Sluggish performance within Windows 7/10 VDI session (Non network related!)

I’ve come across this now with multiple customers. Most of the time it’s showing up when people are moving to windows 10, after experiencing poor performance with W7 desktop VMs and as part of the migration process, they buy all new tin.

They experience sluggish responses when opening various apps and for example with IE, it’s painfully obvious that something is wrong. It will spike the CPU to a high percentage, take quite a while to open, then the CPU will drop and it’ll be OK for browsing until more tabs are opened and similar behaviour will occur.

When this occurs, I always ask if there’s any resource pools set, any QoS or similar on the storage and so on, but generally, I know there isn’t. vSphere monitoring will show that everything is OK, so will anywhere you look within Horizon and vROPs. I’ll ask if the physical hardware has power management/saving on within the BIOS and I usually get the following answers:

“Oh, I’m sure it’s been turned off, but I didn’t build the servers”

“Yep, no power management, vSphere says so.”

“I don’t know. How do you even do that?”

“I’ve asked and they say it has been.”

Every time. Every. Time. 

It can be difficult to definitely show that this is the source of the problem when everything you have access to says it all should be OK, plus people also have many different levels of experience with these things. I came across it about 7 years ago when the company I worked for had a mix of Dell and HP servers and being a PC gaming enthusiast, I was always trying to eke out as much performance of a PC as I could, so I tried to do the same with servers – no overclocking though! So power saving settings would be the first thing to get turned off!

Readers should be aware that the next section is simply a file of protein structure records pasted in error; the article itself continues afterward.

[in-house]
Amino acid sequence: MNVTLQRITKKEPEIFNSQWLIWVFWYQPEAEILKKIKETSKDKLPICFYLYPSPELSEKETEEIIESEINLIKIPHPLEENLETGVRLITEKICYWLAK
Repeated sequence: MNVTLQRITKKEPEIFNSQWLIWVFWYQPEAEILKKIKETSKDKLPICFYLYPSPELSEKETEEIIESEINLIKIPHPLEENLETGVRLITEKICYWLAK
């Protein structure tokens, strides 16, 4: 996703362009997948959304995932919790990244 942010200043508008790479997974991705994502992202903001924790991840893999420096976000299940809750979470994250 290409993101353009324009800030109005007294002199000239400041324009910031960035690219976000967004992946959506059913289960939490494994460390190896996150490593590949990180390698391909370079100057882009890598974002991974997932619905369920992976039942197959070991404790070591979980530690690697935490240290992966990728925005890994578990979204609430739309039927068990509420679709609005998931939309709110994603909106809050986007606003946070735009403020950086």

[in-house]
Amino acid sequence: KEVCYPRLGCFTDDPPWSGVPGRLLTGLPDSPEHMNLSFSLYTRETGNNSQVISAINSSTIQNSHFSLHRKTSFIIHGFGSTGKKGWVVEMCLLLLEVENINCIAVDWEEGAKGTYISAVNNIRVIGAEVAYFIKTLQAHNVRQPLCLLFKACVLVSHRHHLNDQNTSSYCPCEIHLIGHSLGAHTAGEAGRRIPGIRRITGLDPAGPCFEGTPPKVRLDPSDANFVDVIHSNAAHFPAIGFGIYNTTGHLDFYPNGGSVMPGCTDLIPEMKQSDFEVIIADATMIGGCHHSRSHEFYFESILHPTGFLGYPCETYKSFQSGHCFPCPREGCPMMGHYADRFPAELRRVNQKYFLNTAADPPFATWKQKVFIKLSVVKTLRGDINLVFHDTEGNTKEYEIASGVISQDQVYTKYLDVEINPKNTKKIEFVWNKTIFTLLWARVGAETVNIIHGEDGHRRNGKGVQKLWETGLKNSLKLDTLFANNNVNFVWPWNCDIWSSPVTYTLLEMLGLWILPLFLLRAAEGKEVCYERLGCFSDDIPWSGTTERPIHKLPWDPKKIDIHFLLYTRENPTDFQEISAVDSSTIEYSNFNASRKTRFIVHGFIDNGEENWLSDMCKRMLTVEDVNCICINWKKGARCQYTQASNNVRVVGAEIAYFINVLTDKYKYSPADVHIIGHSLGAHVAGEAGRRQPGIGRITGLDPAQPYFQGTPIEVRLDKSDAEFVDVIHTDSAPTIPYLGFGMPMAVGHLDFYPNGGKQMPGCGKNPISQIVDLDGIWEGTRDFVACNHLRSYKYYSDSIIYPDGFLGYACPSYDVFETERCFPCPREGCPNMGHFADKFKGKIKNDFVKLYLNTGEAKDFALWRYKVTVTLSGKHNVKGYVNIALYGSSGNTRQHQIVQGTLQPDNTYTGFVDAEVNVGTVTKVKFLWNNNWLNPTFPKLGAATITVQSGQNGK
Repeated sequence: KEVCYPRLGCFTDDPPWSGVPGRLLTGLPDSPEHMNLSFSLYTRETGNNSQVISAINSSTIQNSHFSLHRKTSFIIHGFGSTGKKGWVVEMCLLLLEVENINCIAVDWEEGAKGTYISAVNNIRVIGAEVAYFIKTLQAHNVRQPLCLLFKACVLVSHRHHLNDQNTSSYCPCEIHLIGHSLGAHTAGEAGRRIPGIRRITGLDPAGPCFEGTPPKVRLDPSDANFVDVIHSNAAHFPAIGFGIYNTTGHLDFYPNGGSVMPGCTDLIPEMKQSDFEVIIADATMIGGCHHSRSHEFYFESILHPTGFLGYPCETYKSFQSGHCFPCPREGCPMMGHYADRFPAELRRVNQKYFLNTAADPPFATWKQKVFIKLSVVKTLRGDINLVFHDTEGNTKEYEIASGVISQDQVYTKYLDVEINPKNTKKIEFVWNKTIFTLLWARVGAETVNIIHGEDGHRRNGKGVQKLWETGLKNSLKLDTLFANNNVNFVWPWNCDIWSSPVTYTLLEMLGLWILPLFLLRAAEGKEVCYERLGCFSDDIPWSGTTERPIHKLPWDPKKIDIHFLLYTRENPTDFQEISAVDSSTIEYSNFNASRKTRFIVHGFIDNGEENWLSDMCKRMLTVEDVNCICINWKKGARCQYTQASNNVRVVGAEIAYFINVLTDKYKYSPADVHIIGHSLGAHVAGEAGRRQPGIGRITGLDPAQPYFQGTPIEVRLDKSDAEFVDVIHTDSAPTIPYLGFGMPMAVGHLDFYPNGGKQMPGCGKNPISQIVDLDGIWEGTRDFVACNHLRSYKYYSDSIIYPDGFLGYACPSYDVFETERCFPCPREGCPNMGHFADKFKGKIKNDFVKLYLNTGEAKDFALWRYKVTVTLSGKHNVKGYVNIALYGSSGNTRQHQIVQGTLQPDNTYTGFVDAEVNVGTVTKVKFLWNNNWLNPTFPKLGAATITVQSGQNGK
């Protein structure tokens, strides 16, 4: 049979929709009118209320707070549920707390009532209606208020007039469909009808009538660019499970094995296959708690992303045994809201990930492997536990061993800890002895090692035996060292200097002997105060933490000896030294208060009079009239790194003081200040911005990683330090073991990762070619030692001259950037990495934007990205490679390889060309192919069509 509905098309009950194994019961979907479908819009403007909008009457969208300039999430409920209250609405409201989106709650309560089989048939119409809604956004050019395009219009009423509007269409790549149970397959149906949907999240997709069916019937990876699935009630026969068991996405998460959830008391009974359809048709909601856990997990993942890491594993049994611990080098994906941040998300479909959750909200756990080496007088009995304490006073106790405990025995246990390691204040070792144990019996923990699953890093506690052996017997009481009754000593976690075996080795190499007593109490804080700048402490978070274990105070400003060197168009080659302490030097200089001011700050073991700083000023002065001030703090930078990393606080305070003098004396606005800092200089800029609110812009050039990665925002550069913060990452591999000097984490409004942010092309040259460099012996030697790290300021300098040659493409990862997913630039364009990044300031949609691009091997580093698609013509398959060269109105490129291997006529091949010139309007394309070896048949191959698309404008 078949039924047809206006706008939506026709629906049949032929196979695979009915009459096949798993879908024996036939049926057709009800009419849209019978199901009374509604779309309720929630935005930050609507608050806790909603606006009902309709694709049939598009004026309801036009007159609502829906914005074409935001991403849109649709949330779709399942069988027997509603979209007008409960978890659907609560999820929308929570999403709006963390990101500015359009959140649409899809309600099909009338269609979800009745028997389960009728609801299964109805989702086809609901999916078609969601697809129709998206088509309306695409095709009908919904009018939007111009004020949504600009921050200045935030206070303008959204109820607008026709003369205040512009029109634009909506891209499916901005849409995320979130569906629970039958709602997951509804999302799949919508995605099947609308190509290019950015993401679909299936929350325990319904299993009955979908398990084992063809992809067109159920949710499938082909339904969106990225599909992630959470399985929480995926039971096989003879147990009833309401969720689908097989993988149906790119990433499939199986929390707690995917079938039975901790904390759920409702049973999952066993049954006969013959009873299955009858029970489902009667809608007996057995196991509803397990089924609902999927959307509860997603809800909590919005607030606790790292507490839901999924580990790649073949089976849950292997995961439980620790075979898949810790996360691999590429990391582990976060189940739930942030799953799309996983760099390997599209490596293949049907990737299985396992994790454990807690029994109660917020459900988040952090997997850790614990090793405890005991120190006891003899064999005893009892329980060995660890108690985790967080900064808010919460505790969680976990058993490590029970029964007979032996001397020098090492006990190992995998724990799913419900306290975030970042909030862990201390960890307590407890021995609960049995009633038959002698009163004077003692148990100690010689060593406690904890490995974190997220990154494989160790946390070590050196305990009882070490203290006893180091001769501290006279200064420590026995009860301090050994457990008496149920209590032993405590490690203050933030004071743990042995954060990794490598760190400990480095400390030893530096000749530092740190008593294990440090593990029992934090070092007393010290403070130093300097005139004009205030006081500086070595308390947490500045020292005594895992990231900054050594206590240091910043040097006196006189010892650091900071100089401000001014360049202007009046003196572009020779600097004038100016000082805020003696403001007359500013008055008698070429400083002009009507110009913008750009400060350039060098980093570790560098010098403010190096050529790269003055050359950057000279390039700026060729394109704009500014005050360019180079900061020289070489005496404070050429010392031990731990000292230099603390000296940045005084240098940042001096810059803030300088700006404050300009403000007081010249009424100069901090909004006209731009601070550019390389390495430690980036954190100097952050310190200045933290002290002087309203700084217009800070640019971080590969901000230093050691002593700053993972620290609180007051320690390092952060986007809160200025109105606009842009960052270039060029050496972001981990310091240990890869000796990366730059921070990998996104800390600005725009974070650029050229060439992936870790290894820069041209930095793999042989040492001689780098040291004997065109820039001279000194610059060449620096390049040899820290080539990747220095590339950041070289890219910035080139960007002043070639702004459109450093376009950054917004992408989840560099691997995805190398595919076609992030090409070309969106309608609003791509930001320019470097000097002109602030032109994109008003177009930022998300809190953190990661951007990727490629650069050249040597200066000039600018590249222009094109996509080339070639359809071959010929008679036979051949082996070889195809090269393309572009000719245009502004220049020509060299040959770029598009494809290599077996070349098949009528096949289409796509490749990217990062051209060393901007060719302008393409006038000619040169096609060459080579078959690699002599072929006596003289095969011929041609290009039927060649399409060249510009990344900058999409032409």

So if you’re experience similar problems, with apps spiking the CPU, being sluggish, then the CPU dropping, check your physical hardware to make sure power management isn’t set to power saving, it’ll save you a whole load of heart ache! This also applies to Citrix as well.

If you need proof of this, or want to check it, there’s various tools, but I always check using Systrack – we have a tool as part of the suite called Resolve, which allows for in-depth analysis of specific machines (as well as the ability to compare to other machines/groups) and this will show straight away if a machine is being throttled, or has memory ballooning. Throttling can also show if a CPU is overheating and the BIOS throttles it back to avoid shutting down – many a place have thought they need new machines, or new CPUs, but no, they simply need to get those dusty fans cleaned out!


May show up a little bit too small for some screens, but what you’d see, is the CPU is throttled to 66%. The CPU usage is low, but due to the throttling, the Thread count and interrupt per seconds are high. The CPU should be 100% or even higher with some modern CPUs, but unless you’re really trying to save some power… You don’t want it lower than 100%

What’s also interesting, is when people go back to the older servers with Windows 7 on and realise that the poor performance throughout, was also due to the power management not being turned off… as a fair few manufacturers ship hardware with this as default…

Windows update KB3177467 – Causing crashing and boot loop

Oh those were the days. MS updates smashing their way into your infrastructure, leaving Exchange a gibbering wreck, W7 desktops not booting, WSUS not wanting to remove the updates… So glad those days are…gone… Oh wait, no, still happening!